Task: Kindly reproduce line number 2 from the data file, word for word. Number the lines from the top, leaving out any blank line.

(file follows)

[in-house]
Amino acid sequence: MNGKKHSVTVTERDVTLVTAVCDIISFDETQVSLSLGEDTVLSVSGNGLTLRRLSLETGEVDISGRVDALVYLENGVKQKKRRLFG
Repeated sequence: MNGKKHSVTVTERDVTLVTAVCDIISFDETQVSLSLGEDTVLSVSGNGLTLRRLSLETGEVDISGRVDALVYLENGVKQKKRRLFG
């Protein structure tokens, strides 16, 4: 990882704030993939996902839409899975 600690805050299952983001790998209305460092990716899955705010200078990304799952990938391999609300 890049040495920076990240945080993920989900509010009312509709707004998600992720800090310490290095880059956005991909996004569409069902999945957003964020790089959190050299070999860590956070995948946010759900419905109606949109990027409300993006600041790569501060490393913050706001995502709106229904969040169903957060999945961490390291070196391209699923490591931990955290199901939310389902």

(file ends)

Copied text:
Amino acid sequence: MNGKKHSVTVTERDVTLVTAVCDIISFDETQVSLSLGEDTVLSVSGNGLTLRRLSLETGEVDISGRVDALVYLENGVKQKKRRLFG